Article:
• Following the decision of Hampshire College to divest from complicit companies in 2009, student unions in 7 other institutions have passed resolutions calling on their colleges to divest.
  • Last year, retirement fund TIAA-CREF dropped Caterpillar from its social choice funds leading to divestment of $73m.
  • Campaigners have targeted Israeli bonds held by State retirement funds in Minnesota with a similar campaign in California.
  • Church groups are beginning to awaken to divestment. The Quakers divested $1.2m from Caterpillar, Veolia and HP and have adopted a no-buy list or ‘screen’ with 29 complicit companies. The Mennonites have now adopted this screen.

Divestment campaigns make clear to fund beneficiaries that they are investing in these bad things and are therefore also complicit, making a distant issue a local one. Divestment campaigning brings Palestinian voices and the Palestinian story to the centre.

Yafa Jarrar, Students Against Israeli Apartheid at Carleton University, Canada

Inspired by the campaign at Hampshire College, US, students at Carleton University, Ottawa, targeted the university’s pension fund for divestment. The fund had investments in 550 companies.

Students Against Israeli Apartheid (SAIA) had three demands. The university should divest, refrain from further investment in complicit companies, and work with other universities to develop, adopt and implement a broader policy of Socially Responsible Investment (SRI) for its Pension Fund and other investments, through a transparent and effective process.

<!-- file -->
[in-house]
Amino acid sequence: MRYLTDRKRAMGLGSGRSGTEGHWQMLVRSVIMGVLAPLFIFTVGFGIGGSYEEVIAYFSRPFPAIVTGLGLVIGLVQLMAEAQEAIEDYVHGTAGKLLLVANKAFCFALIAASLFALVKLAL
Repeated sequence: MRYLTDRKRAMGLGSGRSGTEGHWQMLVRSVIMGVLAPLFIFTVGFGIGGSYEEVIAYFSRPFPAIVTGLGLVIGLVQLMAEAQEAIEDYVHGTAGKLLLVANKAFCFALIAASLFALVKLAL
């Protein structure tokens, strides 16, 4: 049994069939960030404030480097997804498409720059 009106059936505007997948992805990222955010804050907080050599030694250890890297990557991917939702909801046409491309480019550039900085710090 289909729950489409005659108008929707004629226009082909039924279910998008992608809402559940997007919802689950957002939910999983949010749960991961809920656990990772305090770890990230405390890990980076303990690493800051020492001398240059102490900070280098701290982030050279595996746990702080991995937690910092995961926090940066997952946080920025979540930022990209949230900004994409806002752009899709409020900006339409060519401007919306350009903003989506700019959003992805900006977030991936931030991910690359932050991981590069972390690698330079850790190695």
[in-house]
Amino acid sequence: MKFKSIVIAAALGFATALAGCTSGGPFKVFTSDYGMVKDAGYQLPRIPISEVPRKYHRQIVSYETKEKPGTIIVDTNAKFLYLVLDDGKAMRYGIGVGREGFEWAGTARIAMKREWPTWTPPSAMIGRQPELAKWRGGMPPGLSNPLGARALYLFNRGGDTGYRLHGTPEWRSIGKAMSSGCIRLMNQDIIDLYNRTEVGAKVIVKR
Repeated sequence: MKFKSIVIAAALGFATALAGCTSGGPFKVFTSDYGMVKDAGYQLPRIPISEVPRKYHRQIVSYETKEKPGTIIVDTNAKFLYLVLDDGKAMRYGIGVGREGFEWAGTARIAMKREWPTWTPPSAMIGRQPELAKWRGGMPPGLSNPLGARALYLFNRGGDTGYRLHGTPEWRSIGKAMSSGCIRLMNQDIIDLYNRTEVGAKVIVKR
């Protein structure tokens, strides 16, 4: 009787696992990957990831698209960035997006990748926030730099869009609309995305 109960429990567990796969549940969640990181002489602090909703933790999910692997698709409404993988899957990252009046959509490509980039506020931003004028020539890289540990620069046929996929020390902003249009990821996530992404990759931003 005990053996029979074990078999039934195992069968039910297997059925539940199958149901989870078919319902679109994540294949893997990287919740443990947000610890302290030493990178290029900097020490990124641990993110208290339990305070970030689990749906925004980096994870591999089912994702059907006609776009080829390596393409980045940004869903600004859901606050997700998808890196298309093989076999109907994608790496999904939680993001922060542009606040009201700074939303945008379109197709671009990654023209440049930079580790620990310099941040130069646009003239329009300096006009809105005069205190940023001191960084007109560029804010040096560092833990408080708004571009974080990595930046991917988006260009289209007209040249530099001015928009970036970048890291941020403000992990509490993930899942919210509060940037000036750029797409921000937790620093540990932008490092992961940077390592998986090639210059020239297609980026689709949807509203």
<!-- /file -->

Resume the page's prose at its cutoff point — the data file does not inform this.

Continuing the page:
The campaign had started in 2009 with research into the ways in which companies were complicit.

The campaign was launched in 2010 with the publication of the report. The student bodies endorsed the report and, by coincidence or otherwise, the board adopted a policy of SRI.

Session 1. Which companies to target: criteria & strategic decisions

Anna Balzter

Each fund will have its own criteria, perhaps including ethical ones, for choosing companies. One criterion is the ‘material principle’, which can rule out a company for divestment if less that 5% of its deeds are bad. It is important to know who are the decision-makers for a fund.

Divestment campaigns are a means of conveying the reality of what’s happening in Palestine.

They also provide opportunities for artistic and creative campaigning endeavour.

Session 2 Choosing funds

Anna Baltzer

Three words for this session: Research, Research, Research. Learn as much as you can about the fund.

Research

  • Who are the decision makers? What relationship can you develop with them? How do they decide? What is the process? What leverage would a campaign have? What account does the fund take of what its clients and regulators think?
  • Can you find out what companies the fund invests in? Does the fund count itself as socially responsible? Have they divested before?
  • Would you have natural allies or a sympathetic public?

A divestment campaign should give a fund’s clients (beneficiaries, individual investors) a sense of their own power. A state fund is one in which all of its investors (all citizens?) have a stake in the companies in which the fund invests. And these investors are not allowed to opt out. If some of these companies are complicit in Israel contraventions, then all the fund’s investors are complicit. A state fund should be obliged to listen to its investors. The business of the fund is usually highly visible and highly regulated.